February 1, 2011

The Safe Seed Dance

Yep, winter in Chicago is when we fantasize about warm weather and sunny skies.  And when we gardeners fantasize about our gardens, plan for them, fantasize about them some more, then order seeds.  Then fantasize again, and then order more seeds.  This post is about edible plants and safe seeds.

Most of us are aware of the presence of genetically modified organisms (e.g., GMOs) in our food. You may or may not be aware that this means many seeds for sale are also genetically modified, and it is not always obvious who is who in the seed biz.

Monsanto is the big player in the modified crop game, producing not only future Frankenfoods but Round-Up Ready crops.  These are resistant to the popular chemical weed killer so spraying can be done for other weeds without harming the desirable plants.  In other words, altered DNA is in the food supply and in the soil.

This has lead to more people growing their own food to be sure it is GMO and chemical free, hence the "safe seed" moniker.  There are other reasons to grow your own food.  It is cheaper, it is environmentally beneficial, and it is fun. 

Heirloom plants have become quite popular along with the edible gardening boom over the last few years.  These are old-timey plants that often produce unusual and colorful fruits and veggies, and are known for their great flavor.  Much of the produce in grocery stores is grown to travel well.  So you may have a pretty little cherry tomato, but when you take a bite, it's like trying to bite in to a rubber ball.  Probably bounces pretty well, too.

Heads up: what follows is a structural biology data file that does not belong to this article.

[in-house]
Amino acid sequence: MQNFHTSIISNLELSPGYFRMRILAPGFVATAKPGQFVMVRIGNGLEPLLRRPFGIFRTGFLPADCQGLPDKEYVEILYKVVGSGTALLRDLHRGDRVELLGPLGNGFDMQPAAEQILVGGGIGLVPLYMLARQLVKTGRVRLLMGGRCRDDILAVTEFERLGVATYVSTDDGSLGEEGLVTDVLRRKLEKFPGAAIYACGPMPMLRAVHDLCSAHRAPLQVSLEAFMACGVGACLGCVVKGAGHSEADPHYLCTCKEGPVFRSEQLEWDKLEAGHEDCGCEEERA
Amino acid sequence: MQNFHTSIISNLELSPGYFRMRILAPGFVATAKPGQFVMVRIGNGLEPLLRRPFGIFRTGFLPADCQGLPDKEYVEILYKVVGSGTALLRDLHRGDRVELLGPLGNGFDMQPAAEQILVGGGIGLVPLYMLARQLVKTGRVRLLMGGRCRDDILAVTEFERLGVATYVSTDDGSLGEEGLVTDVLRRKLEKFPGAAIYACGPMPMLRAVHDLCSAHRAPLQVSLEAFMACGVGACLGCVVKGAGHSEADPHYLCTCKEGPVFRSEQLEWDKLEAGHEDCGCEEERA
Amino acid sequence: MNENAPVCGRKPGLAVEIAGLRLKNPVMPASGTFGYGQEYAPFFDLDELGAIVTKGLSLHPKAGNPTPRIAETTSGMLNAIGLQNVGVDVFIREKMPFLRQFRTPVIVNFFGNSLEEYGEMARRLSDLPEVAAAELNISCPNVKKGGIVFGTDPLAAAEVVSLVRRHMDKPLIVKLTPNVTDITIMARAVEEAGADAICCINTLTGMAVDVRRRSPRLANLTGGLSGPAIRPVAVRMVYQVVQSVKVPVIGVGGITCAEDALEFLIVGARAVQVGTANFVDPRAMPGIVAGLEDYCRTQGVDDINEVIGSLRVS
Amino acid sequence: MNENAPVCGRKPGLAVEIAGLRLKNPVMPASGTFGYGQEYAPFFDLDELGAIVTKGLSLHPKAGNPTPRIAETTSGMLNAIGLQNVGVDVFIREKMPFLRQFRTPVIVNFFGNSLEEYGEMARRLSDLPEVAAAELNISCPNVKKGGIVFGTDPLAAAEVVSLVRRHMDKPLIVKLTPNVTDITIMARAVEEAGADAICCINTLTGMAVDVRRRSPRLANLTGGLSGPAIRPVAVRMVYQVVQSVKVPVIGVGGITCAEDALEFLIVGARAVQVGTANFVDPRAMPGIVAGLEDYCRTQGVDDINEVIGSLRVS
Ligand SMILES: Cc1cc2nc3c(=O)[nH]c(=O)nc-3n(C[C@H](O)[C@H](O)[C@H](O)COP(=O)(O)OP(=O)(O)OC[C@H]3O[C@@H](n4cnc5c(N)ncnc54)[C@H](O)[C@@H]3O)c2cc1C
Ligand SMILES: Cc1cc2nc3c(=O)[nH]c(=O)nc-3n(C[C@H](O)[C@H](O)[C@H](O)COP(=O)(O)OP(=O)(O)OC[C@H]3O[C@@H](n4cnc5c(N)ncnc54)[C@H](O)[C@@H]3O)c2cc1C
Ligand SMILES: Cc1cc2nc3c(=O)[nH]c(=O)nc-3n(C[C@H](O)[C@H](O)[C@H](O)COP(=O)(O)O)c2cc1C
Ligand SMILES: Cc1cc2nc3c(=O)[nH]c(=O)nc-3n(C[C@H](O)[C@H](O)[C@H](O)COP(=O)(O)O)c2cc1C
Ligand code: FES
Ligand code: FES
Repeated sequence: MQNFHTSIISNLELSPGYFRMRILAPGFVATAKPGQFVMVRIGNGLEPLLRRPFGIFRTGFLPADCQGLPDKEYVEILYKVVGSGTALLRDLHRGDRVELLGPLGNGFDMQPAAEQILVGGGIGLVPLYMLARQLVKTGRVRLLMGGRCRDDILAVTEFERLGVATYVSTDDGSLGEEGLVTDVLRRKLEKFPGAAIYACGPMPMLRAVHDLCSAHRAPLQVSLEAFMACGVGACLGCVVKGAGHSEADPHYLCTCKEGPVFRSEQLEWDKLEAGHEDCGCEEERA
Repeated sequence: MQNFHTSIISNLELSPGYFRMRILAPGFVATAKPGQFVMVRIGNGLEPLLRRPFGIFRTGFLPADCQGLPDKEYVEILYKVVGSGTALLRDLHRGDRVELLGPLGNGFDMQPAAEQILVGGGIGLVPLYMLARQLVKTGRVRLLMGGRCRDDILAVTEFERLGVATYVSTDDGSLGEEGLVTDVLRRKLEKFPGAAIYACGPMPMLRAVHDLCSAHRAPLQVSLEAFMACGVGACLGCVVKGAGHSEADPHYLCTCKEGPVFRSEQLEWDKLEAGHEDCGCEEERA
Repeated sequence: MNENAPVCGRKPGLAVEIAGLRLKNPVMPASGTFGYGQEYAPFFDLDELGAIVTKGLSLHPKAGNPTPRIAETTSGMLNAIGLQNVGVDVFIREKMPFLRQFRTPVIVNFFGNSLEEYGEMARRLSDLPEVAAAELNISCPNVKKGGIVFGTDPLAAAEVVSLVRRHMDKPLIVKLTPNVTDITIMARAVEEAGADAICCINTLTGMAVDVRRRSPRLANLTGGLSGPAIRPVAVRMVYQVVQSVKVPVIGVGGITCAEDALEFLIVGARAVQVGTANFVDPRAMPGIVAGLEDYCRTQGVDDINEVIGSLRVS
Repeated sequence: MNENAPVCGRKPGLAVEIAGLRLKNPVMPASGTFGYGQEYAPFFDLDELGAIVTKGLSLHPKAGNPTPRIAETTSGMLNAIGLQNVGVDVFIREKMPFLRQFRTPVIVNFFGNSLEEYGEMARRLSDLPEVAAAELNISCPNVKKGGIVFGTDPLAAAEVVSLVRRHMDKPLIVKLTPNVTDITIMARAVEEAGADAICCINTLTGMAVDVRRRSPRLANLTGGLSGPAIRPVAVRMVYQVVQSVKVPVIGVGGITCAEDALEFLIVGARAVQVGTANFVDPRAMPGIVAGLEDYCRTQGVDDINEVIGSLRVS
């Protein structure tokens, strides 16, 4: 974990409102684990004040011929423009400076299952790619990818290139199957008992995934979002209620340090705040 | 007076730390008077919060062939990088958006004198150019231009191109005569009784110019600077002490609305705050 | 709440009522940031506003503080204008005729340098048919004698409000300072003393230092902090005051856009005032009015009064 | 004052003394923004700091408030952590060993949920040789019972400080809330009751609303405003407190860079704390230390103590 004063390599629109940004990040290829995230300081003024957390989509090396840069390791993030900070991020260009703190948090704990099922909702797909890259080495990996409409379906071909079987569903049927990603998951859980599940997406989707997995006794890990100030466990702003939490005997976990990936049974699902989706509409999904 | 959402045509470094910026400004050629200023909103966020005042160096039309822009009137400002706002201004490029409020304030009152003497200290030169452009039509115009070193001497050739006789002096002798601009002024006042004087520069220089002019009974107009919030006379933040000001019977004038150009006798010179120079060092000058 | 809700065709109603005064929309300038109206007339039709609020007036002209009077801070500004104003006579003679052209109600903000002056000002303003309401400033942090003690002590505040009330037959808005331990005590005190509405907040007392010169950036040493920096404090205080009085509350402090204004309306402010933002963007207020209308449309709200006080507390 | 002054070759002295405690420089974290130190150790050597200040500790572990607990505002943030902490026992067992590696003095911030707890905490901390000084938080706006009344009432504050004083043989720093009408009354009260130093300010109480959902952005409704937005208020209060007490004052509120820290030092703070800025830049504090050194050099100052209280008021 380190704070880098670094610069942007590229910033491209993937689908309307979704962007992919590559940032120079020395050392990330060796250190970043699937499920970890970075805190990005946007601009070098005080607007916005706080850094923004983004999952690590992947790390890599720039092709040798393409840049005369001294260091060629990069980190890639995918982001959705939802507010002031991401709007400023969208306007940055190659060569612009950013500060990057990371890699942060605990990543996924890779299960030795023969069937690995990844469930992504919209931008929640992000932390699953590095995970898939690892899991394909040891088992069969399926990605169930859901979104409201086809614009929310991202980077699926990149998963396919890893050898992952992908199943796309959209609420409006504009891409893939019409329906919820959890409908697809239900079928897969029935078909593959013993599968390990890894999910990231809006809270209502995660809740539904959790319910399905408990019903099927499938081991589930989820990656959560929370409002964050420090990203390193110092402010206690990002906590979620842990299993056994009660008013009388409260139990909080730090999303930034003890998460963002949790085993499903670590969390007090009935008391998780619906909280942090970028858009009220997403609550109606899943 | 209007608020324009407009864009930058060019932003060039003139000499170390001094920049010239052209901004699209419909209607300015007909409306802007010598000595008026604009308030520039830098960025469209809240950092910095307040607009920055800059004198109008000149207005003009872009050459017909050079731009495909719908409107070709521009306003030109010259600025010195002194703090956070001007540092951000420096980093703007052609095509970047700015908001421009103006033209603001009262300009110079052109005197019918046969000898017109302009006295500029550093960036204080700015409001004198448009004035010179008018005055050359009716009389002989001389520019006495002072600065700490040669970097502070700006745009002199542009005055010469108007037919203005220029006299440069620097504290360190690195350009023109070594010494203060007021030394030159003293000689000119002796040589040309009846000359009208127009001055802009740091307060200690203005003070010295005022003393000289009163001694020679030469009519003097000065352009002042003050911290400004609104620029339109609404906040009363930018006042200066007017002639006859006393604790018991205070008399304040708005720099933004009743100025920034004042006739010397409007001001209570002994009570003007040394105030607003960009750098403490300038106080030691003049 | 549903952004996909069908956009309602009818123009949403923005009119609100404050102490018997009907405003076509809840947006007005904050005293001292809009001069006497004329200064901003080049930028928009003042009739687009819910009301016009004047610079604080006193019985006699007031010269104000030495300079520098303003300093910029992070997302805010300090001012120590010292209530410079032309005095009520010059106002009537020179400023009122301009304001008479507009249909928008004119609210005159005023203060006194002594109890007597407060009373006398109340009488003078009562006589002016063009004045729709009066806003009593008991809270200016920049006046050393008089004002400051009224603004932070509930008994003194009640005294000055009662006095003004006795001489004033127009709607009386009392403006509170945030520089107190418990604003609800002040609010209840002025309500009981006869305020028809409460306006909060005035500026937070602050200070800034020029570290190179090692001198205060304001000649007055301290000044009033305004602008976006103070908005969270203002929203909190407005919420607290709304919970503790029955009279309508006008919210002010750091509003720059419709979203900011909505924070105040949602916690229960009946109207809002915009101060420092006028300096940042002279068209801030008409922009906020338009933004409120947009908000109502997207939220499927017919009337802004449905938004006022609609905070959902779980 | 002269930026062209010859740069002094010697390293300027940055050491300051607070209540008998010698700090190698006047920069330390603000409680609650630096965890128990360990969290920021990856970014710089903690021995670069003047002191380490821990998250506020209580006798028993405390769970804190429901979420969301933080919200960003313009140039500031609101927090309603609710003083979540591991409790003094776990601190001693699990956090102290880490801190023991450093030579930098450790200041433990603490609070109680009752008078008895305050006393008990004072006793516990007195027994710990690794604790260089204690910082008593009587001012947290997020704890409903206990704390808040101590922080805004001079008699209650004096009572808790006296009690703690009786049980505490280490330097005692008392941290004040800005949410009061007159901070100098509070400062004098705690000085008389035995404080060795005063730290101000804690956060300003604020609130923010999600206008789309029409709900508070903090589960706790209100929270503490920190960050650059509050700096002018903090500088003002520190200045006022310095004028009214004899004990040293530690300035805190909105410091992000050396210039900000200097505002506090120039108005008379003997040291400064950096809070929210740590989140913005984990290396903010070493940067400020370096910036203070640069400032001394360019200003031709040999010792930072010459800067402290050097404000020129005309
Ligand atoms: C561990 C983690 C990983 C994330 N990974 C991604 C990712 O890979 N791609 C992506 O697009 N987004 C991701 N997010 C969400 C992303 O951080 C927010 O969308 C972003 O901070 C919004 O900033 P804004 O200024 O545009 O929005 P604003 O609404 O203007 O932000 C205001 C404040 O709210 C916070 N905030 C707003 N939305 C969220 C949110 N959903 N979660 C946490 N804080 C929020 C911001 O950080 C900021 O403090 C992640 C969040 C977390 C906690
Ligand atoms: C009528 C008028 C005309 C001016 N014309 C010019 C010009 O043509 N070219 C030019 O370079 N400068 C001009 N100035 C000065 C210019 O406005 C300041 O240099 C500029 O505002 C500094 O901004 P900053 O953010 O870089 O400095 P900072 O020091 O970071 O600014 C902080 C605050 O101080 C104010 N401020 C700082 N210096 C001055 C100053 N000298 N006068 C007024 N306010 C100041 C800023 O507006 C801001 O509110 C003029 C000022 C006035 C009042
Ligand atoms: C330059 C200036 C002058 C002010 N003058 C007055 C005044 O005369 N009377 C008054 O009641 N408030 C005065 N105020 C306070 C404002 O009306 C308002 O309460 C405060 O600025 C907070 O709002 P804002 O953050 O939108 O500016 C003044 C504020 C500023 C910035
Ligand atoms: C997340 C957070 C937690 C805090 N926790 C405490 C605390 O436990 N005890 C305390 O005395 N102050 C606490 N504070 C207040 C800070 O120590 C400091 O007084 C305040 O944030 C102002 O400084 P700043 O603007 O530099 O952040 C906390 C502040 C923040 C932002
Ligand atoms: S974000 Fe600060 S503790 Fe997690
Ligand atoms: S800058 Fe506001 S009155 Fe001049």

Heirloom plants are open-pollinated, which means nature does it's thing.  It also means they will grow true to seed unlike hybrid plants.  So you will get a plant that looks and acts like the one you grew.  Hybrids, be they ornamental or edible, are hand-pollinated or produced by tissue culture.  So far I have not heard that any bees are capable of doing that.  Then again, why should they.  So if you save the seeds of heirloom plants you will be able to reproduce what you grew.  This is a plus for keeping your favorites, and for keeping diversity in our food supply. 

One more point.  Besides checking on the parent of a seed company, you need to check on their seed sources.  The folks on the catalog cover may look all homey or hippie, but there could be a Monsanto connection or another corporate parent.  Seminis is wholly owned by Monsanto and is the largest grower and marketer of vegetable seeds in the world.  Seeds of Change is owned by Mars, Inc. and in 2010 they let staff go and moved from Santa Fe to LA.  It is up to you if you are OK with any of that or not, but I think everyone should know who they are ordering from.  So do your research.  It may change with the seasons.

With that background, let's get to my recommended safe seed companies for 2011:

Baker Creek Heirloom Seeds
Botanical Interests, Inc.
Husdon Valley Seed Library
John Scheeper's Kitchen Garden Seeds
Pinetree Garden Seeds
Renee's Garden
Terroir Seeds (Underwood Gardens)

I'm sure there are more.  Please share your favorites here.

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